Celebrations in S. African airports as borders reopen
International flights landed in South Africa on Thursday for the first time in over six months, touching down amid a flurry of celebrations in some airports as coronavirus-linked travel restrictions lifted.
nternational flights landed in South Africa on Thursday for the first time in over six months, touching down amid a flurry of celebrations in some airports as coronavirus-linked travel restrictions lifted.
Jets of water were sprayed in an arc to welcome an Emirates flight from Dubai as it touched down in the coastal city of Cape Town.
n the arrivals areas, performers danced and played jolly music as the Emirates crew walked out in a welter of South African flags.
An Ethiopian Airlines flight landed shortly after jetting in from Addis Ababa.
“I am so happy to be back, my life is here,” said Nigerian postgraduate student Destiny Ugo.
The 38-year-old had been stuck abroad since a family visit in April and unable to resume his research at the University of Cape Town.
“I thought I was going to stay (home) for two weeks but I ended up staying for eight months.”
Africa’s most industrialised economy sealed its borders at the start of a strict lockdown in late March to limit the spread of coronavirus.
Restrictions on movement and business have been gradually eased since May, but international borders stayed shut until October 1 to avoid admitting infections from abroad.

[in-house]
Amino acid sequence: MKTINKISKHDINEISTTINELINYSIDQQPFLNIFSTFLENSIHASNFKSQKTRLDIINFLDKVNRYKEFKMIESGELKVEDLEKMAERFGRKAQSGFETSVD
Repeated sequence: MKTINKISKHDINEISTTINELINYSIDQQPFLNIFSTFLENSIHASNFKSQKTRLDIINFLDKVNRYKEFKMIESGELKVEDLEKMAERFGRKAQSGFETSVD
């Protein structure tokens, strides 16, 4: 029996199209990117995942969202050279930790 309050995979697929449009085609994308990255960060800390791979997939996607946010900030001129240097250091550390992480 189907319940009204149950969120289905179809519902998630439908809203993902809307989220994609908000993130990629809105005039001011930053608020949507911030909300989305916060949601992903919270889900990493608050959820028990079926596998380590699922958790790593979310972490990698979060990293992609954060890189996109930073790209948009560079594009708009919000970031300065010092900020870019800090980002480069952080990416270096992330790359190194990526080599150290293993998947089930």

German carrier Lufthansa was the first European airline to resume operations into South Africa, with a flight from Frankfurt landing at Johannesburg’s O.R. Tambo international airport at 8.30 a.m. (0630 GMT).
Planes also flew in from Kenya, Zambia and neighbouring Zimbabwe.
“Lufthansa is delighted to be at the forefront of the resumption of commercial travel into South Africa,” the airline’s southern and East Africa manager, Andre Schulz, said in a statement.
“We look forward to bringing visitors back to South Africa and helping to boost the very important tourism sector.”
– Desperate for visitors –
The travel ban dealt a heavy blow to the tourist industry, which usually employs around 1.5 million people and contributes over 8.5 percent GDP, according to the Tourism Business Council of South Africa (TBCSA).
The group estimated in July that each day the industry was restrained represented a loss of 748 million rand ($45 million) in tourist expenditure.
More than 600,000 direct jobs have been axed as a result.
TBCSA welcomed what it said was the timely resumption of international travel, hoping this would trigger a “resuscitation” for the tourism sector during the peak December season.
But tourists from more than 50 nations with high infection rates remain banned for the time being, including major sources of foreign visitors such as Britain, Russia and the US.
Those travel restrictions will be reviewed every two weeks.
All other visitors will meanwhile be required to present a negative coronavirus test taken less than 72 hours prior to departure.
They will be screened upon arrival and asked to install a coronavirus tracing app on their mobile phone.
Travellers from all African countries are being admitted for now.
nfections and deaths south of the Sahara have remained low compared to the rest of the world.
South Africa has been relatively hard-hit, with 674,339 infections and 16,734 deaths recorded to date — just under half the total number of cases detected on the continent.